Another Ten Question West Point Does Not Ask Cadets – But Should

Image courtesy of The New York Times (Credit: Ruth Fremason). Image courtesy of The New York Times (Credit: Ruth Fremason).

Note: We’re revisiting some of our most popular material from the past 10 months for our newer readers; this was originally posted June 9, 2014. Enjoy!

Though this may seem gratuitous, as I’ve already done this once before (and responded to critics), I had more questions to get into the open.  The claim remains the same: West Point systematically fails to address these issues which stem from the study of modern war in cadet education.  The evidence to support this claim is relatively straightforward: there is no required course on this subject (while there are two at the U.S. Air Force Academy).  Further, modern war (alternatively known as “strategic studies”) is not one of the 31 domains of knowledge which form the supporting objectives for the academic program. The study of modern war is simply not a part of the academic program for all cadets.

Here is another list of the critical questions which go unanswered in a cadet’s experience at West Point:

  1. What specific characteristics differentiate a hybrid opponent from an insurgent?
  2. Beyond stale slogans (i.e. “hearts and minds” or “money is a weapon”), what practical tasks does counterinsurgency entail at the tactical and operational level?
  3. Where should an officer look to determine national interest in a particular military intervention?
  4. How does an officer assess the relative value of military objective and soldiers lives?
  5. How should an officer respond when a soldier asks – “why are we fighting?
  6. How does an officer integrate information operations and kinetic tactical actions?
  7. How does geography and demographics impact a nation’s grand and military strategic choices?
  8. How does public opinion shape military operations – and vice versa?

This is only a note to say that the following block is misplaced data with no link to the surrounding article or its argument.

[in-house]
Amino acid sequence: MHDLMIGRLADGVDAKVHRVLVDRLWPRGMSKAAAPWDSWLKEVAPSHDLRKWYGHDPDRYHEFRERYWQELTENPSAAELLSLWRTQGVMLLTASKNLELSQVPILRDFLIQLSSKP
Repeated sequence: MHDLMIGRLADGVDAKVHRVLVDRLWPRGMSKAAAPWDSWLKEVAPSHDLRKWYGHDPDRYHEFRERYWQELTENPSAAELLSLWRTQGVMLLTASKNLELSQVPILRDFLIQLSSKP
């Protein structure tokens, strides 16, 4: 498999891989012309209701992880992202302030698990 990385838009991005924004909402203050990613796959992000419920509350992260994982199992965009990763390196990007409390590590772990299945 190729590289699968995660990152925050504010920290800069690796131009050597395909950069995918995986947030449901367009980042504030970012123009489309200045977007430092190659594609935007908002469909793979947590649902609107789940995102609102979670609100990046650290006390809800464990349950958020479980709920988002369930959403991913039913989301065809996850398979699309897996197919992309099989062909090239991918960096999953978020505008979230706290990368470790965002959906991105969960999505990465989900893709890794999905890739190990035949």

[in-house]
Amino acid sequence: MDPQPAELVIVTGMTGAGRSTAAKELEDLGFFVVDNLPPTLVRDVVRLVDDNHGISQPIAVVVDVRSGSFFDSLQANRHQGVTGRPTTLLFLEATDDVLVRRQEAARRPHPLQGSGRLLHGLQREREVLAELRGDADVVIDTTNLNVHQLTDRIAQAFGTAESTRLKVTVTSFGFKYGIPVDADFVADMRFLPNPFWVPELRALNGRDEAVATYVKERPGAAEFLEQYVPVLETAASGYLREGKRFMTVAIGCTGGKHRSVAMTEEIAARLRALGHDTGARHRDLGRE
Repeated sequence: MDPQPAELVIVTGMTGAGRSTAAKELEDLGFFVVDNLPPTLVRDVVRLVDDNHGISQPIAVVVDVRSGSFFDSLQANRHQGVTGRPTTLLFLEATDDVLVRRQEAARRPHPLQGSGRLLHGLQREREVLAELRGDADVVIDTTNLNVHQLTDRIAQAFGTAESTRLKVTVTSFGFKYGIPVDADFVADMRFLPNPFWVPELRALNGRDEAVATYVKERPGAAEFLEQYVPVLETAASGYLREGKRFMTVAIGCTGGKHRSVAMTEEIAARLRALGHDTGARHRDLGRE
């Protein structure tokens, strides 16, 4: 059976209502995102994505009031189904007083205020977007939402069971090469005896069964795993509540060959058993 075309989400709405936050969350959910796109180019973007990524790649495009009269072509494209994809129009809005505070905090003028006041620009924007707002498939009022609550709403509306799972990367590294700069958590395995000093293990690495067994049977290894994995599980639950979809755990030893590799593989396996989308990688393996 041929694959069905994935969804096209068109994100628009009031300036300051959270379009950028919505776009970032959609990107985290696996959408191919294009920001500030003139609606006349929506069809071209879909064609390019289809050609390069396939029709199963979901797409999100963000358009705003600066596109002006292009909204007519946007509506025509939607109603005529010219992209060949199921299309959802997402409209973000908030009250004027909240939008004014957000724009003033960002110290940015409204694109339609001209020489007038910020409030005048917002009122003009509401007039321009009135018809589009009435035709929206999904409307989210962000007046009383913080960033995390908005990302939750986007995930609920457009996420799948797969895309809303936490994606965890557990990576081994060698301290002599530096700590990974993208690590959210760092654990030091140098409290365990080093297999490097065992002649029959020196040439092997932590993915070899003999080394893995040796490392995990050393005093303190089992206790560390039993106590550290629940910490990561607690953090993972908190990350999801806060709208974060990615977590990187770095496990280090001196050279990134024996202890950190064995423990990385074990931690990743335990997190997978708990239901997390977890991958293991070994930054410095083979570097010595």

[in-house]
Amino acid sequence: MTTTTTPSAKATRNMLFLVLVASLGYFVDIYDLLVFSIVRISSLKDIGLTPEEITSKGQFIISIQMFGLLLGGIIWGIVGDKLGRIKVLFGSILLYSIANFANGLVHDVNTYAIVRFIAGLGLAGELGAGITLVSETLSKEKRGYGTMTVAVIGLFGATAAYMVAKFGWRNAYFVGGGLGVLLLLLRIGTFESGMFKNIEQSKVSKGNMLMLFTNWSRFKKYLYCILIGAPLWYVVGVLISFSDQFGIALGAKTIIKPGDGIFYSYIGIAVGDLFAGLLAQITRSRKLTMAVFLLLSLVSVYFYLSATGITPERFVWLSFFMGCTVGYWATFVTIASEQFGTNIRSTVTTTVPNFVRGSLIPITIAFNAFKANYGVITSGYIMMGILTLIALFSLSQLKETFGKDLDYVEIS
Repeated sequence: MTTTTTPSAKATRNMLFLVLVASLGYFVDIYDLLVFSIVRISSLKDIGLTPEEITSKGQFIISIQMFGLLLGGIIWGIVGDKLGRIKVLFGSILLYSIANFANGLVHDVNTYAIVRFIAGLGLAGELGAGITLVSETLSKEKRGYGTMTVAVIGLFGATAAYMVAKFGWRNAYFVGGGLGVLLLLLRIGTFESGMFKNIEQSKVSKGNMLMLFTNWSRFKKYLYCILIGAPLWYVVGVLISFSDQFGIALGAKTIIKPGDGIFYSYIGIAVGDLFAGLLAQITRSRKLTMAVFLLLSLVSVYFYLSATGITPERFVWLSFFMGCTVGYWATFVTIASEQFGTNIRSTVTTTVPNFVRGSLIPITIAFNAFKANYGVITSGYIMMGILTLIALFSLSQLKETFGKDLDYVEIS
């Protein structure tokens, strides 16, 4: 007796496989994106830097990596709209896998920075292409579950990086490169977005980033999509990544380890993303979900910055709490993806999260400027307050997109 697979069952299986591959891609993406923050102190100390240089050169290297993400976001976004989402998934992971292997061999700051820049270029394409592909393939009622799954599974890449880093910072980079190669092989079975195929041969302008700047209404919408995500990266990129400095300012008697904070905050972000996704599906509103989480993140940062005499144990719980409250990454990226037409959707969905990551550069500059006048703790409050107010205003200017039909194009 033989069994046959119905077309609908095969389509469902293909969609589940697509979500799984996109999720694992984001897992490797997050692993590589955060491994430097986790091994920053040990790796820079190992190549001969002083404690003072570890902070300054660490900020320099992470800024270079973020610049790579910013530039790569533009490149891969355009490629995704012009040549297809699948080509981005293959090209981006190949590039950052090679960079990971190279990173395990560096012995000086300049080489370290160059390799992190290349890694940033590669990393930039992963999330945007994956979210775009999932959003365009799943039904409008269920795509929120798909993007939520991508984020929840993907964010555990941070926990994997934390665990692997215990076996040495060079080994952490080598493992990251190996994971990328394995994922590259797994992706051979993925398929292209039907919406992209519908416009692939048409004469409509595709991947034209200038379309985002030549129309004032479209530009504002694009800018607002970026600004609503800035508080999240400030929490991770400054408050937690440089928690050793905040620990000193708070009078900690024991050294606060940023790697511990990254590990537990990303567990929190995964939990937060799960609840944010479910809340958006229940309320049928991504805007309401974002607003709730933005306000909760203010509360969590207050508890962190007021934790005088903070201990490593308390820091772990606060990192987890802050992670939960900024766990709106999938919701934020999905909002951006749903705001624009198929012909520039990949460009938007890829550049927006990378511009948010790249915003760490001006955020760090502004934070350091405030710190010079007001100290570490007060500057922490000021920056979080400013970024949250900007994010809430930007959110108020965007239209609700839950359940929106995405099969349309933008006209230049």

9. What is the proper relationship between militaries and non-governmental organizations (i.e. the United Nations)?
  10. What are the advantages and disadvantages of real-time soldier-family communications while at war?

Bonus: In what ways should current doctrine be adapted to fight in megacities? How does one exercise landpower amidst skyscrapers and slums?

Author: ML Cavanaugh

Unequal parts strategist, assistant professor, wordsmith, runner, wine-o, reader, philosopher of firepower, and hopeless lover of three ladies named Rachel, Grace, and Georgie.

2 thoughts on “Another Ten Question West Point Does Not Ask Cadets – But Should”

  1. 8…public opinion shapes military policy, not so much operations…although policy can drive the constraints and restraints portion of mission analysis

    Like

  2. MAJ Cavanaugh,

    Not sure if someone suggested this already and I missed it, but this sounds like a great way to drive further discussion on Warcouncil.org. Why not run an essay solicitation/competition (similar to Tom Rick’s "Future of War" series)? Contributors would pick one of your 20 questions and attempt to answer it. If these subjects aren’t being taught at West Point/ROTC/OCS…why not start here?

    Like

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